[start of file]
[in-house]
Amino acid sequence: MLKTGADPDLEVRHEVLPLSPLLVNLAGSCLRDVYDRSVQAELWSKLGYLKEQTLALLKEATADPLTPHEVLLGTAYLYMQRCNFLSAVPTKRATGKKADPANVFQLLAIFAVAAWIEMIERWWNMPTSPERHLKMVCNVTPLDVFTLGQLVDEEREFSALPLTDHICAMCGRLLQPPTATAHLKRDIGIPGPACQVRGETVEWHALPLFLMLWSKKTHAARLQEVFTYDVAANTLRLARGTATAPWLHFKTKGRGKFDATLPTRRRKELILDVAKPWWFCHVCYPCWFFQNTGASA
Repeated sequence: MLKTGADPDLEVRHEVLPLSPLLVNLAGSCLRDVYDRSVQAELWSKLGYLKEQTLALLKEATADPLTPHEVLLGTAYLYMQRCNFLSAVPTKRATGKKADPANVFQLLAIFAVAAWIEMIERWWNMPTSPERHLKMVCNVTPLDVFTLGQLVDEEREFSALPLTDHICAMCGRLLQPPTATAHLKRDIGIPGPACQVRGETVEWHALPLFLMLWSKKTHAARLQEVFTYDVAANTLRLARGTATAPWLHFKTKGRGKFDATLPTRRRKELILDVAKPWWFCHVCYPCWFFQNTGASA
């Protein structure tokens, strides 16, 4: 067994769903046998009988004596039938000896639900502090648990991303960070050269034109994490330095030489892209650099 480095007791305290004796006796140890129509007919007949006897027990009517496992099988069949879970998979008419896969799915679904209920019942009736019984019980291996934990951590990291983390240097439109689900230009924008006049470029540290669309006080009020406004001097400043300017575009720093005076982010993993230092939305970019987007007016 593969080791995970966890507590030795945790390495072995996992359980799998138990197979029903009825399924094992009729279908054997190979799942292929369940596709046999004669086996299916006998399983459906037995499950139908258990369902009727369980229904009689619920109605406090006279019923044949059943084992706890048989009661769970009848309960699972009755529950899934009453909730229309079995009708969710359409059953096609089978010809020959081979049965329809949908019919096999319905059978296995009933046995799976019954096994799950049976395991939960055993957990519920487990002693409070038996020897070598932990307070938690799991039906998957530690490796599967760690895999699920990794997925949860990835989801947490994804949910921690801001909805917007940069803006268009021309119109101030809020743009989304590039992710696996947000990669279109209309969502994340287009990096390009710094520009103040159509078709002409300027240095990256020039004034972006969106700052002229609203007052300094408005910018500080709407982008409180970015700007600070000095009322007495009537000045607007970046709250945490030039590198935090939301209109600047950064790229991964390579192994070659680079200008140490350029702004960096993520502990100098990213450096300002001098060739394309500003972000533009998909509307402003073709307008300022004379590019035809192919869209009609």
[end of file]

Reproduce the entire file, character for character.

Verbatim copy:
[in-house]
Amino acid sequence: MLKTGADPDLEVRHEVLPLSPLLVNLAGSCLRDVYDRSVQAELWSKLGYLKEQTLALLKEATADPLTPHEVLLGTAYLYMQRCNFLSAVPTKRATGKKADPANVFQLLAIFAVAAWIEMIERWWNMPTSPERHLKMVCNVTPLDVFTLGQLVDEEREFSALPLTDHICAMCGRLLQPPTATAHLKRDIGIPGPACQVRGETVEWHALPLFLMLWSKKTHAARLQEVFTYDVAANTLRLARGTATAPWLHFKTKGRGKFDATLPTRRRKELILDVAKPWWFCHVCYPCWFFQNTGASA
Repeated sequence: MLKTGADPDLEVRHEVLPLSPLLVNLAGSCLRDVYDRSVQAELWSKLGYLKEQTLALLKEATADPLTPHEVLLGTAYLYMQRCNFLSAVPTKRATGKKADPANVFQLLAIFAVAAWIEMIERWWNMPTSPERHLKMVCNVTPLDVFTLGQLVDEEREFSALPLTDHICAMCGRLLQPPTATAHLKRDIGIPGPACQVRGETVEWHALPLFLMLWSKKTHAARLQEVFTYDVAANTLRLARGTATAPWLHFKTKGRGKFDATLPTRRRKELILDVAKPWWFCHVCYPCWFFQNTGASA
């Protein structure tokens, strides 16, 4: 067994769903046998009988004596039938000896639900502090648990991303960070050269034109994490330095030489892209650099 480095007791305290004796006796140890129509007919007949006897027990009517496992099988069949879970998979008419896969799915679904209920019942009736019984019980291996934990951590990291983390240097439109689900230009924008006049470029540290669309006080009020406004001097400043300017575009720093005076982010993993230092939305970019987007007016 593969080791995970966890507590030795945790390495072995996992359980799998138990197979029903009825399924094992009729279908054997190979799942292929369940596709046999004669086996299916006998399983459906037995499950139908258990369902009727369980229904009689619920109605406090006279019923044949059943084992706890048989009661769970009848309960699972009755529950899934009453909730229309079995009708969710359409059953096609089978010809020959081979049965329809949908019919096999319905059978296995009933046995799976019954096994799950049976395991939960055993957990519920487990002693409070038996020897070598932990307070938690799991039906998957530690490796599967760690895999699920990794997925949860990835989801947490994804949910921690801001909805917007940069803006268009021309119109101030809020743009989304590039992710696996947000990669279109209309969502994340287009990096390009710094520009103040159509078709002409300027240095990256020039004034972006969106700052002229609203007052300094408005910018500080709407982008409180970015700007600070000095009322007495009537000045607007970046709250945490030039590198935090939301209109600047950064790229991964390579192994070659680079200008140490350029702004960096993520502990100098990213450096300002001098060739394309500003972000533009998909509307402003073709307008300022004379590019035809192919869209009609």